MN growers join 1,500 farmers and producers in rejecting EPA’s herbicide strategy

Nearly 1,500 farmers, ranchers, pesticide applicators and agricultural producers from across the country have come together to voice strong disapproval to EPA, criticizing the agency’s Endangered Species Act herbicide strategy framework proposal.

The agricultural producers include Minnesota farmers George Goblish and Jim Kukowski, who are two of Minnesota’s seven directors on the American Soybean Association. Minnesota growers joined their colleagues in calling for withdrawal of the strategy in a letter sent to EPA, expressed grave concern over the impacts it would likely have on U.S. agricultural production and conservation efforts.

The hundreds and hundreds of farmers and other individuals raised numerous issues with the proposal in the letter, including that it is very complex and makes it difficult for producers and applicators to even determine their regulatory requirements. There were also concerns with the proposal lacking sufficient, affordable options with which growers can comply. For many producers, the new regulations would cost their farms millions of dollars, while others may be unable to comply at all, jeopardizing their access to needed herbicides and thus threatening their businesses.

“Weeds are one of the most devastating pests farmers face,” said Alan Meadows, a soybean grower from Halls, Tennessee, and ASA director. “Weeds can steal limited water and nutrients from the soil and crowd out your crop. If not properly managed, they can quickly overtake a field and even result in total crop failure. If the herbicide strategy or other regulations deprive us of the tools needed to manage these destructive pests, many farms across the U.S. will struggle to stay afloat.”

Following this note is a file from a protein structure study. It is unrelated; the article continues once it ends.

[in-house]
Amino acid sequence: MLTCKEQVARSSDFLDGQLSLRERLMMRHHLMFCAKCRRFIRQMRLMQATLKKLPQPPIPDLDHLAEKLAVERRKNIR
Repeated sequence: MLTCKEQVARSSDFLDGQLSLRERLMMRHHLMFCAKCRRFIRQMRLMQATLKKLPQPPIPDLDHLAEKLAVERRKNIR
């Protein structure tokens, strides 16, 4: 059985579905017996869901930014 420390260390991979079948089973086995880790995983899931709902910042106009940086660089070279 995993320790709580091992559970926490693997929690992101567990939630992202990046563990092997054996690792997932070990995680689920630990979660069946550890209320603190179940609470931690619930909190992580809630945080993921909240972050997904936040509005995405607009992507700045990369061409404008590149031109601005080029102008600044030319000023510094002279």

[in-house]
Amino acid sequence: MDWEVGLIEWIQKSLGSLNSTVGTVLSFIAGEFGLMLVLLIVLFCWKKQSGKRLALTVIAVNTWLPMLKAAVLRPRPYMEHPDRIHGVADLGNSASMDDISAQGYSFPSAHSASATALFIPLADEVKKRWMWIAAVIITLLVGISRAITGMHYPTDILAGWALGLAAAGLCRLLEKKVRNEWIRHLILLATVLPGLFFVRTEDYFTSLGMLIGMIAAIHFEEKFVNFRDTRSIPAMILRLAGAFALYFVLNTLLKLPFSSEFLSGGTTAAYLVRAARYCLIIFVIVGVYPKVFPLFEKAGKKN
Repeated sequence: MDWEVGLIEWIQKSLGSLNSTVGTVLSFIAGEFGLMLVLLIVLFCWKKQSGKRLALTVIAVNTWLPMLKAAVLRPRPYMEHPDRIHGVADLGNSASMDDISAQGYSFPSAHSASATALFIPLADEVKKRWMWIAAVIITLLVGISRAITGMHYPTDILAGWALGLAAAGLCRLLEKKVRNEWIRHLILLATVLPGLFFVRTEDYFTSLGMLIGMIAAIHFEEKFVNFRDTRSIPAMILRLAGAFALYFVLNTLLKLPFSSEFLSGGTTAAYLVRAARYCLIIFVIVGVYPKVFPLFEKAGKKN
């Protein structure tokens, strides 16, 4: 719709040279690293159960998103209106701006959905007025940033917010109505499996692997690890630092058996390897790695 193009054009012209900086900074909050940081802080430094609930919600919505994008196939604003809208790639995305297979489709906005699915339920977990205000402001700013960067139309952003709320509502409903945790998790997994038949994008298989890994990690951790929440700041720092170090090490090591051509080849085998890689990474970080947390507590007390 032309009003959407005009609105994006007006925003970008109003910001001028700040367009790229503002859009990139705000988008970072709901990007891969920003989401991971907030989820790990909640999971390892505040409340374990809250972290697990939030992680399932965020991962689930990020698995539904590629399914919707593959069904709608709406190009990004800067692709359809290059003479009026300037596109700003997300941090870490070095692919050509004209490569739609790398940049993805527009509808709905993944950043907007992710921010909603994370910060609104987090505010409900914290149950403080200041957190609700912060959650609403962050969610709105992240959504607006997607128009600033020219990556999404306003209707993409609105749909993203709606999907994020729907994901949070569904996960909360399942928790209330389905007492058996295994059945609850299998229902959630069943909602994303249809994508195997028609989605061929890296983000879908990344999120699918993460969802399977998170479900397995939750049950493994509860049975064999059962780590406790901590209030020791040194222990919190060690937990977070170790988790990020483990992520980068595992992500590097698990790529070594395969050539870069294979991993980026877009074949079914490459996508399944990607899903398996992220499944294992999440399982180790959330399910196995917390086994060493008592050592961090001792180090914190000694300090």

Importantly, the letter also cites concerns farmers have with the proposal’s likely impact on the environment. Many conservation practices, such as reduced tillage and cover crops, are highly dependent on herbicide access. Most growers in the U.S. terminate their cover crops with herbicides before planting their primary crop. Herbicides also afford farmers an alternative to tilling the soil to eradicate weeds, allowing for soil carbon sequestration and significant reductions in both soil erosion and tractor fuel use. These and other environmental benefits could be at risk if farmers lose access to herbicides under this proposal.

Read the full farmer letter to EPA here.

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